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Reuters Health Information (2004-04-21): Metadherin mediates lung metastasis of breast tumors


Metadherin mediates lung metastasis of breast tumors

Last Updated: 2004-04-21 11:03:44 -0400 (Reuters Health)

NEW YORK (Reuters Health) - Metadherin, a cell surface protein overexpressed in breast tumors, mediates their metastasis to the lung, according to a report in the April issue of Cancer Cell.

Breast cancer spreads first to the lungs and liver, the authors explain, but many of the factors that contribute to organ-specific metastasis have yet to be identified.

Dr. Darren M. Brown and Dr. Erkki Ruoslahti from The Burnham Institute in La Jolla, California used in vivo phage screening of cDNA from metastatic breast carcinoma to identify tumor cell surface molecules that mediate breast cancer metastasis.

The authors isolated a protein they called metadherin (for metastasis adhesion protein) that caused the phage to home specifically to lung microvasculature after intravenous injection in mice.

Seventeen of 31 human breast adenocarcinomas stained positive for antibodies to metadherin, the report indicates, but 18 of 20 normal human breast tissue samples stained negative for metadherin.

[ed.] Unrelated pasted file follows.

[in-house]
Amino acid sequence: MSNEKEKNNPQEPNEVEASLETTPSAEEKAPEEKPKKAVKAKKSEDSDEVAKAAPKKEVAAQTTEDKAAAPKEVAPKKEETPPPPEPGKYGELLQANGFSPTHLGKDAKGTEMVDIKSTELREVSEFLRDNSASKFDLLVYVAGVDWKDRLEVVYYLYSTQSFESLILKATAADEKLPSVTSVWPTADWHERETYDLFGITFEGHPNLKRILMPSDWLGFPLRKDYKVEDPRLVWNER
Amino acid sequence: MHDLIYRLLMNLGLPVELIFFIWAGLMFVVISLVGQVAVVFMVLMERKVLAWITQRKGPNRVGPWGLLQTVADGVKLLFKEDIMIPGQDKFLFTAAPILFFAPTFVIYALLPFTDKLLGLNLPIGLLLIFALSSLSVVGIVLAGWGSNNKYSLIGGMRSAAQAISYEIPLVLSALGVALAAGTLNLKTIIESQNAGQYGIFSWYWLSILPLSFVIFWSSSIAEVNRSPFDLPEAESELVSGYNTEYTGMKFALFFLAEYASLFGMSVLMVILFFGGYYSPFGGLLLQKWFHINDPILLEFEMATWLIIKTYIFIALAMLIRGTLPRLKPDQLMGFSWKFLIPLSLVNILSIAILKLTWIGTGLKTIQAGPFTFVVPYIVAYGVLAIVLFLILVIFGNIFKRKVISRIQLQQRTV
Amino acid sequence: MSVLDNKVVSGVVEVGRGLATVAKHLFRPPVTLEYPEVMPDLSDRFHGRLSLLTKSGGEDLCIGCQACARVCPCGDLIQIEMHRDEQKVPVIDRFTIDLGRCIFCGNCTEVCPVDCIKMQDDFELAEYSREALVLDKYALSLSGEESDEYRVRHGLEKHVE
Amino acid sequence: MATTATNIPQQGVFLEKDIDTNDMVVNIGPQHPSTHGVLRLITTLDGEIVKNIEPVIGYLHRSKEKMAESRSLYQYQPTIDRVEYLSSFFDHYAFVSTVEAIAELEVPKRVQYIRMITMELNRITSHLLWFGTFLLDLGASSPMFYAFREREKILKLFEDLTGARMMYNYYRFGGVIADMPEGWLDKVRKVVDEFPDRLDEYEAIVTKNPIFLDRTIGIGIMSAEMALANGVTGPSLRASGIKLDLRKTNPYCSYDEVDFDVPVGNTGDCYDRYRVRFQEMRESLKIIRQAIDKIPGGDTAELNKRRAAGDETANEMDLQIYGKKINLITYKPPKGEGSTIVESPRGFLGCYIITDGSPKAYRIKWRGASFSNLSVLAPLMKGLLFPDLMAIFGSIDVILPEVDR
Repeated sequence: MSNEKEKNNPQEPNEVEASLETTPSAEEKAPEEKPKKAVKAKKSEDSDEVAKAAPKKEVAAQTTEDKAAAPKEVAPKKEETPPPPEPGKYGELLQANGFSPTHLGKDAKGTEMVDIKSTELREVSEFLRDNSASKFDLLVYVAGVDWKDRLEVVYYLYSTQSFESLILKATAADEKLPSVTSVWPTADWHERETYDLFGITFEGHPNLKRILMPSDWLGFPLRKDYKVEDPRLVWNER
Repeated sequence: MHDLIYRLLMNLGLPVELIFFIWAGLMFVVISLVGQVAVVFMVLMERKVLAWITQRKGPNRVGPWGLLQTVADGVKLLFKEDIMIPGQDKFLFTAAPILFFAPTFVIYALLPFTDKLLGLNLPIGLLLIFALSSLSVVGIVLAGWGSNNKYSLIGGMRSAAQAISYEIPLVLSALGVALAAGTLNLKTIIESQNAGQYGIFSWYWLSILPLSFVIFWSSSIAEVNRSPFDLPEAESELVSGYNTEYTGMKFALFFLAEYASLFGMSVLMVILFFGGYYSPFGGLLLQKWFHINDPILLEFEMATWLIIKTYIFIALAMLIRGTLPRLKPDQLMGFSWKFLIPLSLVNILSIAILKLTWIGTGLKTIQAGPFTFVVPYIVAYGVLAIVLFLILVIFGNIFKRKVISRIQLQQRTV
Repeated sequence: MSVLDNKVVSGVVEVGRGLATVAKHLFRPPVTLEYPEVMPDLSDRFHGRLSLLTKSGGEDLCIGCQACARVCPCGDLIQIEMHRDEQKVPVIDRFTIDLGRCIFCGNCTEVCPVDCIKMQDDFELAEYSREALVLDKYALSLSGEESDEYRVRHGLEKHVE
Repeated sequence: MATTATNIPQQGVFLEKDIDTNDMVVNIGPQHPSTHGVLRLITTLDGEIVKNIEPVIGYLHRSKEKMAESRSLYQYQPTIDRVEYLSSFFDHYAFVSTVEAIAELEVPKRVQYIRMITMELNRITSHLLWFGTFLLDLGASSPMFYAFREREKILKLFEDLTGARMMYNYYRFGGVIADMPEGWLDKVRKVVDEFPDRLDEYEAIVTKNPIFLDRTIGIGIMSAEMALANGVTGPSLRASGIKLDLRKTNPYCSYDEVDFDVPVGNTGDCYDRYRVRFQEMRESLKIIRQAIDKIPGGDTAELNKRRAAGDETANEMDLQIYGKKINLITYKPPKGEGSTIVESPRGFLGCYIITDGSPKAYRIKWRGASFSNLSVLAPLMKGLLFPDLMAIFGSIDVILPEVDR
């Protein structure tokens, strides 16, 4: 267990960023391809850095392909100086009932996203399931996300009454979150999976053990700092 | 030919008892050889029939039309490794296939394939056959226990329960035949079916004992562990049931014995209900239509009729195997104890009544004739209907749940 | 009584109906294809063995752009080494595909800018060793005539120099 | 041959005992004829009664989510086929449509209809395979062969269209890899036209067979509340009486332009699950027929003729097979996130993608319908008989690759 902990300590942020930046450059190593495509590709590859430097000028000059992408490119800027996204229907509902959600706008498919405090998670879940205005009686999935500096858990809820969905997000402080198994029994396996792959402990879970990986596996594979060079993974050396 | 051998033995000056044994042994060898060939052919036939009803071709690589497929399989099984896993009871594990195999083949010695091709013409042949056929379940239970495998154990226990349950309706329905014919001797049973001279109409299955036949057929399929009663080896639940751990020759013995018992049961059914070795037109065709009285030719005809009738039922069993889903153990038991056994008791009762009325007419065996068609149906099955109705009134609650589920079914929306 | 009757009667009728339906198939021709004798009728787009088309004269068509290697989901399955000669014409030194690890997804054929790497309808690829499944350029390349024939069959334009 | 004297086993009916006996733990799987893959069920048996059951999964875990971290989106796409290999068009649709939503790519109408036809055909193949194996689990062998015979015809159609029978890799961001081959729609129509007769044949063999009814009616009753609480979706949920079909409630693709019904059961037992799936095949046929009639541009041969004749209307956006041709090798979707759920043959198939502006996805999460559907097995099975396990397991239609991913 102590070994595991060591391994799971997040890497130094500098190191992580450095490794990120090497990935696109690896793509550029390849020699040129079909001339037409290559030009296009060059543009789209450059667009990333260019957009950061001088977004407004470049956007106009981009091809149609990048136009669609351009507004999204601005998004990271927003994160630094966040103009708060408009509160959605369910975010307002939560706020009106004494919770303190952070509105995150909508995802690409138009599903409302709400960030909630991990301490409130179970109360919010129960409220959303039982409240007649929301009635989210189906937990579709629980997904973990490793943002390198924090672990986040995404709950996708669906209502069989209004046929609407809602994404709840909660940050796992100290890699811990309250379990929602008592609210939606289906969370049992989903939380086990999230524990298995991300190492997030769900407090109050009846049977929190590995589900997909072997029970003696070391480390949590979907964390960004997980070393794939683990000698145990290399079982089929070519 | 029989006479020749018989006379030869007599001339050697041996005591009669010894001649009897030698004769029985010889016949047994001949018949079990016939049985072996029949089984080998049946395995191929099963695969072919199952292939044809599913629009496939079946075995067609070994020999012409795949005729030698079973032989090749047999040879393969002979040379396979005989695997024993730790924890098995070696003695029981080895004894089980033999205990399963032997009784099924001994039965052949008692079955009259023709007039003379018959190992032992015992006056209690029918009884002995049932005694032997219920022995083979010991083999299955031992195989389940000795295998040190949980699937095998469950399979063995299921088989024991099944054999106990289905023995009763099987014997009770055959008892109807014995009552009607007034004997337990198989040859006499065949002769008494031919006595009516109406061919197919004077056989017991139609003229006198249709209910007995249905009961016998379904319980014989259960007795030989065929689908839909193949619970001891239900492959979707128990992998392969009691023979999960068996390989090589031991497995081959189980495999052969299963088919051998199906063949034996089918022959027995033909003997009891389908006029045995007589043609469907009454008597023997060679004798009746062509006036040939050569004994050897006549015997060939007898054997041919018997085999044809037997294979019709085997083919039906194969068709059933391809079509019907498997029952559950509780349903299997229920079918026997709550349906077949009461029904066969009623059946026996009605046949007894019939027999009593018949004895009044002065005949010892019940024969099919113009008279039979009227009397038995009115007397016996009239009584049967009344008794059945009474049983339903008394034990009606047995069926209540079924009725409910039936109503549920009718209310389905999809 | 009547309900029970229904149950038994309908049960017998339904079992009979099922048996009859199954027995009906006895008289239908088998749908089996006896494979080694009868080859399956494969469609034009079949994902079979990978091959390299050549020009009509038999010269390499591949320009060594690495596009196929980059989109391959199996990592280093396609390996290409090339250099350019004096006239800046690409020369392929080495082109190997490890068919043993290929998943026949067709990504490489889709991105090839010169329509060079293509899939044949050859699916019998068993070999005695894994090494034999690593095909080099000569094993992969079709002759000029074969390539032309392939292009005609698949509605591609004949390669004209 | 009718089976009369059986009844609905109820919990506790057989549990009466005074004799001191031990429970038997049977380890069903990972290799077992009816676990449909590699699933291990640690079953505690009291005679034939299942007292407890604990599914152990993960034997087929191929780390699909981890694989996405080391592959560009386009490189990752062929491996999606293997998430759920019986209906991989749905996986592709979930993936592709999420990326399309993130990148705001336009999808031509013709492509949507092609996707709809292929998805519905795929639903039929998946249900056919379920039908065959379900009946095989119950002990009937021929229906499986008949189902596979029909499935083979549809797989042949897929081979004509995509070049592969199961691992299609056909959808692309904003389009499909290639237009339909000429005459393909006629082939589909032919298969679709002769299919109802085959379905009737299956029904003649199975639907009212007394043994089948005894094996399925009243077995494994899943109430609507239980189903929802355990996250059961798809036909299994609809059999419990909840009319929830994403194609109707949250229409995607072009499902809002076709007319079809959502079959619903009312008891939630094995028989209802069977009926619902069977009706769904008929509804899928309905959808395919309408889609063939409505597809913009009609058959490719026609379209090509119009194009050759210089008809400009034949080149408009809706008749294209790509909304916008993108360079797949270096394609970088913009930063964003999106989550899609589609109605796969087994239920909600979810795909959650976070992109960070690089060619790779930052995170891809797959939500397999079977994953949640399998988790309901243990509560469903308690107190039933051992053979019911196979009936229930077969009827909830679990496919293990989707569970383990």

When co-injected with breast cancer cells, anti-metadherin antibody or metadherin siRNA inhibited lung metastasis by 40% and 80%, respectively, the researchers note.

Testing patients' tumors for "combinations of new markers, such as metadherin, may make it possible for the physician to better determine how likely a given tumor is to spread," Dr. Ruoslahti told Reuters Health. "The aggressiveness of the therapy can then be adjusted accordingly."

"The use of metadherin testing in predicting the aggressiveness of a [breast] cancer may be relatively quick to introduce into the clinic," Dr. Ruoslahti said. "As far as therapeutic applications, it is hard to tell. There is a lot of basic research to be done."

"As metadherin is greatly overexpressed in breast cancer, we hope to show that targeting metadherin with antibodies, or other by other means, can reduce tumor growth in animals," Dr. Ruoslahti concluded. "If positive, such results could open up new treatment possibilities."

Cancer Cell 2004;5:365-374.

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